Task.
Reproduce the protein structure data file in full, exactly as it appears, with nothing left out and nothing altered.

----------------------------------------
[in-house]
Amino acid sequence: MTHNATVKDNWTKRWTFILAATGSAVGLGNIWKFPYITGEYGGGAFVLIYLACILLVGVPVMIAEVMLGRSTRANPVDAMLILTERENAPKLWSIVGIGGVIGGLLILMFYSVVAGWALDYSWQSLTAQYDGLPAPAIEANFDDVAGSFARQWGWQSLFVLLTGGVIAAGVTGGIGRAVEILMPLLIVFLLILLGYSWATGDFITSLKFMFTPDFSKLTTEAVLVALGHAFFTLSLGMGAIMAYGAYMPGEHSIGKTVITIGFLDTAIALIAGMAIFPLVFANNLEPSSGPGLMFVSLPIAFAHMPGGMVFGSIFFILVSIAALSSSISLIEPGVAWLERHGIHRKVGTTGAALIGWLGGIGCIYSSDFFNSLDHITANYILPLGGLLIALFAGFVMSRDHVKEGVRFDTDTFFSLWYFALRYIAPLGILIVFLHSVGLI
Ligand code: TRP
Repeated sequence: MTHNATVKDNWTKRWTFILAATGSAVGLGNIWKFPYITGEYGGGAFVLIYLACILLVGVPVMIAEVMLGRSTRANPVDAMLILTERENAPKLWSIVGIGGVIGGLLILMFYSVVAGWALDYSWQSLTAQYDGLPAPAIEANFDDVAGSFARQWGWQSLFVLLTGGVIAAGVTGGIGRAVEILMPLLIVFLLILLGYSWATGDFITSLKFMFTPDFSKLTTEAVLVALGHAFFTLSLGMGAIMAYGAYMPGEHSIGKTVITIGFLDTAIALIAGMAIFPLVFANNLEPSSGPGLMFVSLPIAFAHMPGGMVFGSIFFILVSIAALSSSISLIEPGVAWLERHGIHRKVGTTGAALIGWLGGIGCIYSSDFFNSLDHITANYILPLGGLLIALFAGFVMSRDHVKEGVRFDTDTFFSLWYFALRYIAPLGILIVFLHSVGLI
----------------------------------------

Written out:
[in-house]
Amino acid sequence: MTHNATVKDNWTKRWTFILAATGSAVGLGNIWKFPYITGEYGGGAFVLIYLACILLVGVPVMIAEVMLGRSTRANPVDAMLILTERENAPKLWSIVGIGGVIGGLLILMFYSVVAGWALDYSWQSLTAQYDGLPAPAIEANFDDVAGSFARQWGWQSLFVLLTGGVIAAGVTGGIGRAVEILMPLLIVFLLILLGYSWATGDFITSLKFMFTPDFSKLTTEAVLVALGHAFFTLSLGMGAIMAYGAYMPGEHSIGKTVITIGFLDTAIALIAGMAIFPLVFANNLEPSSGPGLMFVSLPIAFAHMPGGMVFGSIFFILVSIAALSSSISLIEPGVAWLERHGIHRKVGTTGAALIGWLGGIGCIYSSDFFNSLDHITANYILPLGGLLIALFAGFVMSRDHVKEGVRFDTDTFFSLWYFALRYIAPLGILIVFLHSVGLI
Ligand code: TRP
Repeated sequence: MTHNATVKDNWTKRWTFILAATGSAVGLGNIWKFPYITGEYGGGAFVLIYLACILLVGVPVMIAEVMLGRSTRANPVDAMLILTERENAPKLWSIVGIGGVIGGLLILMFYSVVAGWALDYSWQSLTAQYDGLPAPAIEANFDDVAGSFARQWGWQSLFVLLTGGVIAAGVTGGIGRAVEILMPLLIVFLLILLGYSWATGDFITSLKFMFTPDFSKLTTEAVLVALGHAFFTLSLGMGAIMAYGAYMPGEHSIGKTVITIGFLDTAIALIAGMAIFPLVFANNLEPSSGPGLMFVSLPIAFAHMPGGMVFGSIFFILVSIAALSSSISLIEPGVAWLERHGIHRKVGTTGAALIGWLGGIGCIYSSDFFNSLDHITANYILPLGGLLIALFAGFVMSRDHVKEGVRFDTDTFFSLWYFALRYIAPLGILIVFLHSVGLI